Return On Investment - Part II: Appraising the investment value of intranets

by Toby Ward — Intranets can be very expensive and finding the money requires a persuasive argument. In the final installment of a two-part article on ROI, Toby Ward explores specific hard and soft investment benefits.

Appraising the investment value of intranets

In part two of a two-part article on intranet return on investment (ROI), IDM explores the potential hard and soft investment benefits.
Rather than just building it with little or no care for the financial impacts or potential, more and more organizations are building intranet business cases and properly planning their intranet build in order deliver the desired return on investment.
It is also worth noting that we’re not just talking about large companies either: a recent META Group study found that more than 85% of Global 2000 companies have implemented or are developing intranets - and small and medium-size businesses (SMBs) are following suit. Modalis Research found that 70% of all SMBs, including government agencies & non-profits, believe that having an intranet is important.
In Part I of our two part look at intranet ROI we examined the challenges of ascribing a dollar value to an intranet. While measuring the hard dollar cost savings – such as reduced printing costs and headcount – is relatively straight forward, valuating the soft benefits – such as improved access and increased employee productivity – is a far greater challenge due to the wide-ranging, all-encompassing nature of successful intranets.
While using the three generic approaches to measuring intranet ROI outlined in Part I are all valid, more CEOs and CFOs are looking for more precise targets and business plans. To develop more precise measurements, you have to know where to look and what to measure. To answer that need, I’ve categorized the potential benefit measurements – both hard and soft benefits – into ten categories:

10 Intranet ROI benefits:

  • Hard Costs
  • Sales
  • Productivity
  • Competitiveness
  • Application Access
  • Infrastructure
  • Collaboration
  • Time To Market
  • Customer Service
  • Human Resources

Hard Costs

Hard cost savings and avoidance are the most commonly reported areas for intranet investment, and perhaps the easiest to measure. Hard cost benefits range from reduced staff due to automated processes to eliminated printing and circulation expenses.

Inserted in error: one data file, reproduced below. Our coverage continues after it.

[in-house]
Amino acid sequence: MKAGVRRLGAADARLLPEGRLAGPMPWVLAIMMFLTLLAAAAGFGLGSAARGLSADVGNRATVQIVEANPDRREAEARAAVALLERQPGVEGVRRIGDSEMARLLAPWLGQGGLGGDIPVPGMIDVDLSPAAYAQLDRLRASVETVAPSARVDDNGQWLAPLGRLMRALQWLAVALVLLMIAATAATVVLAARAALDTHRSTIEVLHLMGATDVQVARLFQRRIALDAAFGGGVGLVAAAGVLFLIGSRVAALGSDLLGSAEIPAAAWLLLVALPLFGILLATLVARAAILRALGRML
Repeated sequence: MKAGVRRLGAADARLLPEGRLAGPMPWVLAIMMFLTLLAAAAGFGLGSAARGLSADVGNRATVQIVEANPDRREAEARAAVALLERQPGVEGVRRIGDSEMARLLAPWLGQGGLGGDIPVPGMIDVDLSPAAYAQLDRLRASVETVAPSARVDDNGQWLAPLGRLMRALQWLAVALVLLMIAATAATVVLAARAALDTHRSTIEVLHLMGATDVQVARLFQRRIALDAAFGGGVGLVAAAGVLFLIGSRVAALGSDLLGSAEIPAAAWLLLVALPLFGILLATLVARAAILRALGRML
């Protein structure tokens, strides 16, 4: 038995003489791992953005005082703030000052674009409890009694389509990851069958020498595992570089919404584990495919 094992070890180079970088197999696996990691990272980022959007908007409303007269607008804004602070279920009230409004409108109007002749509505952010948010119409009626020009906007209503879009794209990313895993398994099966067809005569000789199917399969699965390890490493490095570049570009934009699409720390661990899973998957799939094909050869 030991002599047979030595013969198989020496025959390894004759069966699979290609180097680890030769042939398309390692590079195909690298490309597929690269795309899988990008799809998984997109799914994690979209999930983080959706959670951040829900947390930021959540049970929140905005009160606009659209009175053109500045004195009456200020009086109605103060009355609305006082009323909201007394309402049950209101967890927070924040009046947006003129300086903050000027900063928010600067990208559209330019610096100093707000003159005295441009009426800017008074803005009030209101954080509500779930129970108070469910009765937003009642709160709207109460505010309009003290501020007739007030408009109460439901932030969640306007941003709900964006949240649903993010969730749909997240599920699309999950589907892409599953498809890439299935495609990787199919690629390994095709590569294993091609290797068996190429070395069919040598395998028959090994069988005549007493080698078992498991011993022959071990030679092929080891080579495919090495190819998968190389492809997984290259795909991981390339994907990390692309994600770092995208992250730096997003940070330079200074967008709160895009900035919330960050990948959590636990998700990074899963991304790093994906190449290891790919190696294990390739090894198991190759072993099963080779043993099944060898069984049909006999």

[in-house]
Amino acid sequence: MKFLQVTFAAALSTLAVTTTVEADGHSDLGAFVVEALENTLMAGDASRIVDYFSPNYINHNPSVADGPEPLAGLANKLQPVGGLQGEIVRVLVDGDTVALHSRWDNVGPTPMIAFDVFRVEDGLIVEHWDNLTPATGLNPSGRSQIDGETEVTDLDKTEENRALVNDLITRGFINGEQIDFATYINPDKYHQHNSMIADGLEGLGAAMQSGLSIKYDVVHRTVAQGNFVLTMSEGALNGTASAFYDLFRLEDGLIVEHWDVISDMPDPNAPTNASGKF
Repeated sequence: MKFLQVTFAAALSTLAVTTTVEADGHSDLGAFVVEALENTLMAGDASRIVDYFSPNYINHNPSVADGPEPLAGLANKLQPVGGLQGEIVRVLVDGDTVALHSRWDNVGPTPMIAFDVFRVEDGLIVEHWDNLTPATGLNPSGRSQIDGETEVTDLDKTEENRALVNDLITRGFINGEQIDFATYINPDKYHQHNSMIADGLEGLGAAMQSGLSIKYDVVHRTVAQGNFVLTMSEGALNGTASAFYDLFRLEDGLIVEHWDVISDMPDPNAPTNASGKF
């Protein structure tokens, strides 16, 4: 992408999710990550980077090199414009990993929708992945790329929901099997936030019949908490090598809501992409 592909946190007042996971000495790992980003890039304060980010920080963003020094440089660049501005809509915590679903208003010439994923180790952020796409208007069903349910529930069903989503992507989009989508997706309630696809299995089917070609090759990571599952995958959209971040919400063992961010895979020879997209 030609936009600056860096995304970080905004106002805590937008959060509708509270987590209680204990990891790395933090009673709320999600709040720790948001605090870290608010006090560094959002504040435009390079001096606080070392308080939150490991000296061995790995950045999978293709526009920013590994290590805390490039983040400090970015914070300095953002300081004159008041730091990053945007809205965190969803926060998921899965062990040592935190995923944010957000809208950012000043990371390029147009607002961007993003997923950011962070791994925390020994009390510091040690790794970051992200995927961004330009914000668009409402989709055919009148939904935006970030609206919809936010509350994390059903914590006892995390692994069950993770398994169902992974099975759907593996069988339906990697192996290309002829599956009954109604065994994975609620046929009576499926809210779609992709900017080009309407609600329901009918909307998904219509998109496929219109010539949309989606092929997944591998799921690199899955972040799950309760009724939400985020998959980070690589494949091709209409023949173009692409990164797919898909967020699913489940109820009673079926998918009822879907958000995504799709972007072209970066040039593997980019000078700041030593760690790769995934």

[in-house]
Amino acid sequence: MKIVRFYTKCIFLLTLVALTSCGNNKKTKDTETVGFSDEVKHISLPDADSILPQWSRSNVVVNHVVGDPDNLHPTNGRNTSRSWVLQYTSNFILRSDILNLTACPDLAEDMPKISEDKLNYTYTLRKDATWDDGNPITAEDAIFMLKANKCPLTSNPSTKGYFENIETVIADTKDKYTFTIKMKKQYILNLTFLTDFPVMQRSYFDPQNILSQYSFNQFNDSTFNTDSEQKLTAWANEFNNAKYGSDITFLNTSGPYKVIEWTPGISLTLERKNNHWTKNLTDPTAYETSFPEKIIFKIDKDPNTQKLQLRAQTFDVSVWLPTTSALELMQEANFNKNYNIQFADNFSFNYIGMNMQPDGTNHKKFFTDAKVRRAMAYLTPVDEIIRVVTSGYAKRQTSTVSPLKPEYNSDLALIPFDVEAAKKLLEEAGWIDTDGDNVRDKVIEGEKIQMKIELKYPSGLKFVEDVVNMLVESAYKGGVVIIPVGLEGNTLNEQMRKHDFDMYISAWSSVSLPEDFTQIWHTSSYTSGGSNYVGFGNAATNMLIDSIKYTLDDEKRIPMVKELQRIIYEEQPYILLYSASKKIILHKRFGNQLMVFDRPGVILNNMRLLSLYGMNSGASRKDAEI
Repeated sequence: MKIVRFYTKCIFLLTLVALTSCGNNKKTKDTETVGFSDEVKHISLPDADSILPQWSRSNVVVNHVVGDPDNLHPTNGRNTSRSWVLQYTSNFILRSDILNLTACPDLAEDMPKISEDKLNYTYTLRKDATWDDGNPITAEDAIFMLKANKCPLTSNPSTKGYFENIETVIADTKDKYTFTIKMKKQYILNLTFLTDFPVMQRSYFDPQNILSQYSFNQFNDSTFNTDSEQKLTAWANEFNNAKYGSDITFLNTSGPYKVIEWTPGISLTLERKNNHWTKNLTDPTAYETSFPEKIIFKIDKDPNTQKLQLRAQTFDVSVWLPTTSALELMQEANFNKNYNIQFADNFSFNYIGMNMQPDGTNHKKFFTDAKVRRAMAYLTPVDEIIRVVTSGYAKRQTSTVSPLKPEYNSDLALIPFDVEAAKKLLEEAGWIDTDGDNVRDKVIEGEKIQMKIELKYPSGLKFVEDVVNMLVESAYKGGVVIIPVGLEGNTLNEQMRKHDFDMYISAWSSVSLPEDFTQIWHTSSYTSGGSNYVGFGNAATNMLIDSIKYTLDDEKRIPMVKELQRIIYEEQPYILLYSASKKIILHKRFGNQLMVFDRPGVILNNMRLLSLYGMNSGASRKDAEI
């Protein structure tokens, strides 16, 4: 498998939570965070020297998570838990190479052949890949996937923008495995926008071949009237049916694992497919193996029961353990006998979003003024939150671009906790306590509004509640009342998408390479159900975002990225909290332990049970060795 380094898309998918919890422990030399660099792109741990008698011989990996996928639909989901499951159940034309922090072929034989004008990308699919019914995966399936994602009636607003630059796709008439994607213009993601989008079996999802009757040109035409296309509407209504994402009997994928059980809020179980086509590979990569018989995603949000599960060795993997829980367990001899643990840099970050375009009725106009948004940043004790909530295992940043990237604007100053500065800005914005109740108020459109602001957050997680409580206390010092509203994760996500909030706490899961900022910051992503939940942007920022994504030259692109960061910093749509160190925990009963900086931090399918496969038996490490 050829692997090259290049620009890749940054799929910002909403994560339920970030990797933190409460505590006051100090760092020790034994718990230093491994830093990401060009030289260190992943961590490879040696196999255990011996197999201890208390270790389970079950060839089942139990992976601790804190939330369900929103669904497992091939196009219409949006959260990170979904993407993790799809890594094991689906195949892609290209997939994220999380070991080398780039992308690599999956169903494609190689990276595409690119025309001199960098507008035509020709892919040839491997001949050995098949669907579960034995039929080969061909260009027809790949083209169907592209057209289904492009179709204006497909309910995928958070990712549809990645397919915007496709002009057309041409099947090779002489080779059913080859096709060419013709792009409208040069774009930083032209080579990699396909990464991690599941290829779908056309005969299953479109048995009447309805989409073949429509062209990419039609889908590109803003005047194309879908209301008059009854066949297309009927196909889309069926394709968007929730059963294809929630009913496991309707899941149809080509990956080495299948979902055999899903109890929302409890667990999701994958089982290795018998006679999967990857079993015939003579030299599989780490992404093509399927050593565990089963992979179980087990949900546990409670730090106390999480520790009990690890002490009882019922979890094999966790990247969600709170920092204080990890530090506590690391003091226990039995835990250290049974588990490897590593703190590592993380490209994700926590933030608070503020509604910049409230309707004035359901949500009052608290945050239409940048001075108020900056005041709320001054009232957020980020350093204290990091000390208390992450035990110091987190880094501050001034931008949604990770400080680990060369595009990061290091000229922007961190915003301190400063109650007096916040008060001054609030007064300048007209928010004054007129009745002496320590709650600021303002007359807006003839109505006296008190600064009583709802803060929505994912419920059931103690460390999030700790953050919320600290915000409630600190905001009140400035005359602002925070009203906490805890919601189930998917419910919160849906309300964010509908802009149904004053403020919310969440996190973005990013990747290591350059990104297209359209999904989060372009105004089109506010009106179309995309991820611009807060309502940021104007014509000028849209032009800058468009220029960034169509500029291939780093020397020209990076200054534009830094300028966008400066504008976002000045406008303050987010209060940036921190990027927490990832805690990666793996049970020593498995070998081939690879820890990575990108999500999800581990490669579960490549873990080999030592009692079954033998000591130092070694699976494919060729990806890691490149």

At Cisco Systems, all employees submit their personal business expenses via the intranet – which has not only saved the company millions, but also reduced the waiting time for reimbursement. Cisco’s METRO expense reporting application has reduced the cost of processing expense reports (compared to the traditional paper system) from US$50.69 in 1996 to $1.90 in 1999 – a whopping 96% reduction. Total METRO savings in 1999 totaled US$77 million. At the same time, the time required for processing each expense report dropped from an average of 21 days to only 4 days.


By webifying business processes and aggregating tools and information on the corporate intranet or portal, employees become more productive as they get what they want and get where they want more quickly with better results. Productivity benefits range from easier and faster content publishing to unlimited access, regardless of location, to company tools and information.


Sun Microsystems usability experts calculated that 21,000 employees wasted an average of six minutes per day due to inconsistent intranet user interface design and navigation. Multiplying lost time by user salaries, the estimated productivity loss exceeded US$10 million per year.

Toby Ward, a former journalist and a regular e-business columnist and speaker, is the President and Founder of Prescient Digital Media. For more information on Prescient’s CMS Blueprint service, or for a free copy of the white paper “Finding ROI”, please contact us.